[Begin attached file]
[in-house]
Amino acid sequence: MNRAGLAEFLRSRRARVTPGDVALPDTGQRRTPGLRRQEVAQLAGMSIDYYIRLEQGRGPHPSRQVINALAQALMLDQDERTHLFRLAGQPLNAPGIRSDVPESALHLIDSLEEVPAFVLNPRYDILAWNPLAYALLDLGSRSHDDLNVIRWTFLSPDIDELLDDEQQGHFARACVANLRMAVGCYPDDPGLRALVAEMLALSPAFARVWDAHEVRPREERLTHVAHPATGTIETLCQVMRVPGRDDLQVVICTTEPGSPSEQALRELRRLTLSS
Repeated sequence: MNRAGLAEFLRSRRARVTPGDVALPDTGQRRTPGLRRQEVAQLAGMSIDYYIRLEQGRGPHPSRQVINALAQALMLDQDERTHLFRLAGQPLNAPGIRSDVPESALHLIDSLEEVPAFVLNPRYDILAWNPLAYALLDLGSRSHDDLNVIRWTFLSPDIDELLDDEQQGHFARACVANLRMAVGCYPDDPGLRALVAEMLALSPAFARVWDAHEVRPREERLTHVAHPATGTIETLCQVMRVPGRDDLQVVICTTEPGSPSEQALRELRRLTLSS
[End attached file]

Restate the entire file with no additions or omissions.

[in-house]
Amino acid sequence: MNRAGLAEFLRSRRARVTPGDVALPDTGQRRTPGLRRQEVAQLAGMSIDYYIRLEQGRGPHPSRQVINALAQALMLDQDERTHLFRLAGQPLNAPGIRSDVPESALHLIDSLEEVPAFVLNPRYDILAWNPLAYALLDLGSRSHDDLNVIRWTFLSPDIDELLDDEQQGHFARACVANLRMAVGCYPDDPGLRALVAEMLALSPAFARVWDAHEVRPREERLTHVAHPATGTIETLCQVMRVPGRDDLQVVICTTEPGSPSEQALRELRRLTLSS
Repeated sequence: MNRAGLAEFLRSRRARVTPGDVALPDTGQRRTPGLRRQEVAQLAGMSIDYYIRLEQGRGPHPSRQVINALAQALMLDQDERTHLFRLAGQPLNAPGIRSDVPESALHLIDSLEEVPAFVLNPRYDILAWNPLAYALLDLGSRSHDDLNVIRWTFLSPDIDELLDDEQQGHFARACVANLRMAVGCYPDDPGLRALVAEMLALSPAFARVWDAHEVRPREERLTHVAHPATGTIETLCQVMRVPGRDDLQVVICTTEPGSPSEQALRELRRLTLSS